Saturday, 26 April 2008

An experiment

This was a Quicktime video on a Buzzcocks CD. I just wanted to see how it would look on my blog. Enjoy.

Friday, 25 April 2008

Modern Eon

This is weird, I bought this record back in 1981 and put it in what can best describe as my 2nd division box which featured stuff that I thought was OK but I was unlikely to investigate further. This turns out to be a good box for re-discovering old records. I remember thinking at the time this wasn’t ‘electronic’ enough but listening to it now it sounds like a bloody good early 80s record with a hint of Teardrop Explodes and Joy Division in the music, although the singer is the antithesis of Ian Curtis. Nice gatefold sleeve too.

mp3: Modern Eon - Euthenics (1981)

Thursday, 24 April 2008

I don't want to be negative but it's not as good as The Photos

I found this Wendy Wu record in the box next to Gina X. It came from the same closing down sale, which judging by the date on the record was actually in 1982. It’s not a lost classic but should be of interest to any Photos fans. It’s a cover of the old Yardbirds hit For Your Love with archetypal early 80s production.

mp3: Wendy Wu - For Your Love (1982)

I knew it all along...

A combination of a hectic week and a loss of mojo have combined to stop me posting this week but I’ve been spurred back into action by Planet Mondo. He ran a little name that tune quiz and I didn’t get two that I actually own. One of them was by Gina X, so that gives me the excuse to feature both sides of this double-A single from 1981 and gives me something to write about, because I don’t know anything about Gina except she appeared on Fashion’s Love Shadow which was also produced by Zeus B Held. This cost me 10p from a little shop in Crowthorne having a closing down sale back in 1981. How come I remember pointless information like that but often find myself wondering what I went to the kitchen for?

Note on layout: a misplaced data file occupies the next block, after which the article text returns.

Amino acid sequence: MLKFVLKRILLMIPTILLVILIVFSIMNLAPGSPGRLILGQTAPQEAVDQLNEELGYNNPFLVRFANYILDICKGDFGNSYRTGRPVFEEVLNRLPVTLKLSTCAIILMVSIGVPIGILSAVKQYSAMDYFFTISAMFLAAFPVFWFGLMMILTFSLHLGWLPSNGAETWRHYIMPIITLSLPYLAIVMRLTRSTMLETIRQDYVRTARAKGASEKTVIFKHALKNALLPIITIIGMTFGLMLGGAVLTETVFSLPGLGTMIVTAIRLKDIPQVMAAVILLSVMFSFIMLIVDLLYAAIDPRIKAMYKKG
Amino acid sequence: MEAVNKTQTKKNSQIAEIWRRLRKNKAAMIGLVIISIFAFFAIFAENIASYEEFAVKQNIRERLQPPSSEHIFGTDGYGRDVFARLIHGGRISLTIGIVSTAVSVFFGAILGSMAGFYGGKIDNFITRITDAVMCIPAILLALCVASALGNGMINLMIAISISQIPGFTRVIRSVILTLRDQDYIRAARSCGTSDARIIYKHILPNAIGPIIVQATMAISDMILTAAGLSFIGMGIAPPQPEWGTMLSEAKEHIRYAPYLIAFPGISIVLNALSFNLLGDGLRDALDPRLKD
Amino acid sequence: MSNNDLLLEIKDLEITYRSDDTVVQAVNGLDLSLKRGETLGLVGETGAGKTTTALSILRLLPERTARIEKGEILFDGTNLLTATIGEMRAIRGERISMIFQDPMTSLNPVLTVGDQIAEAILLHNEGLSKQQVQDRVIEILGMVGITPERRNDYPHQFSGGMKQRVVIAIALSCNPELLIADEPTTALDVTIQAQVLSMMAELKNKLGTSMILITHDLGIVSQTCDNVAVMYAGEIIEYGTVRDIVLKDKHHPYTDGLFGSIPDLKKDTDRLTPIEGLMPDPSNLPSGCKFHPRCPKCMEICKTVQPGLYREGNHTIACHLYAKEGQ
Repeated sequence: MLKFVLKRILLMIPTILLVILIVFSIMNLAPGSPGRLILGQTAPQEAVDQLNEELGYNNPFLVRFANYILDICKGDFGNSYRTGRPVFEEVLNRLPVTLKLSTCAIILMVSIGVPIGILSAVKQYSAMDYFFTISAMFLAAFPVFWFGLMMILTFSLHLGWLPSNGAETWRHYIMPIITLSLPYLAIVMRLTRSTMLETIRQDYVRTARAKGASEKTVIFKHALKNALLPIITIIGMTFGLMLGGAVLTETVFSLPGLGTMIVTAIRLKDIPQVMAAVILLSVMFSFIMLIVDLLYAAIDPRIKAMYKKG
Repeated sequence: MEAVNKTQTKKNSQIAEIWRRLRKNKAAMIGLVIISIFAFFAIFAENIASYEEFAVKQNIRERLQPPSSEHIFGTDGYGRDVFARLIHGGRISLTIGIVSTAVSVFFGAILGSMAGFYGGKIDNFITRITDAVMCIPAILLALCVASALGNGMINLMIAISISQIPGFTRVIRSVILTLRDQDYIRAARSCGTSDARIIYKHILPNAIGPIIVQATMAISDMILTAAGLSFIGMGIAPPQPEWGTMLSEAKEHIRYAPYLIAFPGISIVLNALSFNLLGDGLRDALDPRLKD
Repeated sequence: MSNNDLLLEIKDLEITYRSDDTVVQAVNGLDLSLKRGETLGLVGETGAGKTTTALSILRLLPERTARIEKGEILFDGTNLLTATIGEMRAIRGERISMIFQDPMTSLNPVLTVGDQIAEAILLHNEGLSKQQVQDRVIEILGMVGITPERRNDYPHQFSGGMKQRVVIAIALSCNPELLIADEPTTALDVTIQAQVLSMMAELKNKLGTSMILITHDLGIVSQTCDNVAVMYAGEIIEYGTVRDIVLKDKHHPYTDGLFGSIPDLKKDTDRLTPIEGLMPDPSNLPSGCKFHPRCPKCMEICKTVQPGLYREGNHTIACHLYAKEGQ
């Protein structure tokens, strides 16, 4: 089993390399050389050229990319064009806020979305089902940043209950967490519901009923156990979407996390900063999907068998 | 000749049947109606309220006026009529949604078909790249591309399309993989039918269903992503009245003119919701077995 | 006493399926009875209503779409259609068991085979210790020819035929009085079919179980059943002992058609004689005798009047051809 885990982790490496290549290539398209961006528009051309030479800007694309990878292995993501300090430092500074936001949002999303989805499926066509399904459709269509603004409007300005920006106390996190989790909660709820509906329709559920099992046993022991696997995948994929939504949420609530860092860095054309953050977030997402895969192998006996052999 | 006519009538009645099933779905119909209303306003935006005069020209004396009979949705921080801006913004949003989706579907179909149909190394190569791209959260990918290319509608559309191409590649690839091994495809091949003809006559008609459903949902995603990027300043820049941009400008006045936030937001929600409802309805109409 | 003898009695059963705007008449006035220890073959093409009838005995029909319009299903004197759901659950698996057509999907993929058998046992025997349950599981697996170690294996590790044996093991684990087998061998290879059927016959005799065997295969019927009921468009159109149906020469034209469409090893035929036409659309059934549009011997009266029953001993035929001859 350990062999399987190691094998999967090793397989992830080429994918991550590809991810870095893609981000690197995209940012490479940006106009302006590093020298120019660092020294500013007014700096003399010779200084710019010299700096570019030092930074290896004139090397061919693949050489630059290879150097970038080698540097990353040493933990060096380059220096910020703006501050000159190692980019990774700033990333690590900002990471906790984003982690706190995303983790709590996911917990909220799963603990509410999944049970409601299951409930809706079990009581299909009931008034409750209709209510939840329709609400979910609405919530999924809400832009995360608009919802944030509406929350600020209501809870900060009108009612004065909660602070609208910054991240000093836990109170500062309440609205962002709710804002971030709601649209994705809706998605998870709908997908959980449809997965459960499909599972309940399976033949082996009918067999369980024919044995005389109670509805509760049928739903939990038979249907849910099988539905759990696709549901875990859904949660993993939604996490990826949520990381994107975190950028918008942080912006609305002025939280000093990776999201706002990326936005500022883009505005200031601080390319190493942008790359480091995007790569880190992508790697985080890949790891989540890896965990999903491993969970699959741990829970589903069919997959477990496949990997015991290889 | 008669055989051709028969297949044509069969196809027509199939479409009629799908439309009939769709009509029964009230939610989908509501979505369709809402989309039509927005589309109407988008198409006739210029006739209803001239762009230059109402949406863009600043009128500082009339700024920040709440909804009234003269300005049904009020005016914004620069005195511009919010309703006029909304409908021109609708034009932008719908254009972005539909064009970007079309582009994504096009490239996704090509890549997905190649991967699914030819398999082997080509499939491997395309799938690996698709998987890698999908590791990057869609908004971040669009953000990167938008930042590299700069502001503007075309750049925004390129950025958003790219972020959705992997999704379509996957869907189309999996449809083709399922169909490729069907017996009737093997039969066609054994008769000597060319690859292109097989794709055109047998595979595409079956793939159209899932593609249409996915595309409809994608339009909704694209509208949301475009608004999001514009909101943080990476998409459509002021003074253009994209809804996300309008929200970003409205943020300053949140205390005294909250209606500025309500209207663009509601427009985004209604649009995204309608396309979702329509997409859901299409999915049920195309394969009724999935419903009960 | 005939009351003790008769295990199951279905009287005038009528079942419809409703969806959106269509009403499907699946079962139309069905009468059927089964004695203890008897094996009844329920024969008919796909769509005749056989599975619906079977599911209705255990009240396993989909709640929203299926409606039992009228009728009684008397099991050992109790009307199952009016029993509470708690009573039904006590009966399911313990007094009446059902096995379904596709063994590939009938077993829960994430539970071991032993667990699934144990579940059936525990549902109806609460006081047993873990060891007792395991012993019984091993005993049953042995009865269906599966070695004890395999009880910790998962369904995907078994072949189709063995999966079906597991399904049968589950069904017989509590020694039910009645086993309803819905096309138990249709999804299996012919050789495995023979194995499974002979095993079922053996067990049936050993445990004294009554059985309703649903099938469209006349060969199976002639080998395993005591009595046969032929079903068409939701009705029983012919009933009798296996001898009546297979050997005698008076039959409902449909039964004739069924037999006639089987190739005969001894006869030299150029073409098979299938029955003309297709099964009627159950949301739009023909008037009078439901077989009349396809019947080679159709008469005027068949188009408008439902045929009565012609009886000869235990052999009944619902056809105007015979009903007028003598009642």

mp3: Gina X - No G.D.M. (Dedicated To Quentin Crisp) (1981)
mp3: Gina X - I.C. Code (1981)

Friday, 18 April 2008


Somebody has to do these “Meanwhile…” posts while young David is taking it easy in sunny Devon, staring at the boat float through the bottom of a pint glass, so here goes...

Thursday, 10 April 2008

From Tinseltown Neasden…

It’s the Hank B Hive show featuring the Neasden queen of soul…

If you were fortunate enough to see Roxy Music on their Avalon tour (I was smack in the middle of the 5th row at Wembley Arena. Brilliant!) you would have seen the excellent Mari Wilson in support. Bryan Ferry reportedly asked them to support RM after hearing the extraordinary Beat The Beat single. Mr Ferry may also have liked the way her publicity always portrayed her as a glamorous star even when she was relatively unknown. Early Roxy Music employed a similar ruse. Mari Wilson singles looked more like 60s EPs with Tony Barrow style liner notes (Paul Weller would use a similar technique with the Style Council a few years later). The emphasis on image and the camp comedy aspects of the live show was bound to alienate the more po-faced music fan but the rest of us went along for the ride, saw some great shows and bought some great records.

This is the opening number from a BBC Sight & Sound In Concert I recorded (probably) in 1983 and it illustrates the point perfectly. It’s nearly nine minutes long and starts with Hank B Hive (possibly not his real name) introducing the band with some pretty predictable ‘comedy’ routines and giving Mari the big build-up before she arrives and gives a storming version of Baby, It’s True. That’s something the naysayers missed: behind the fa├žade was a great singer and band who knew how to put on a show.

mp3: Mari Wilson - Baby It's True (Live) (10MB file)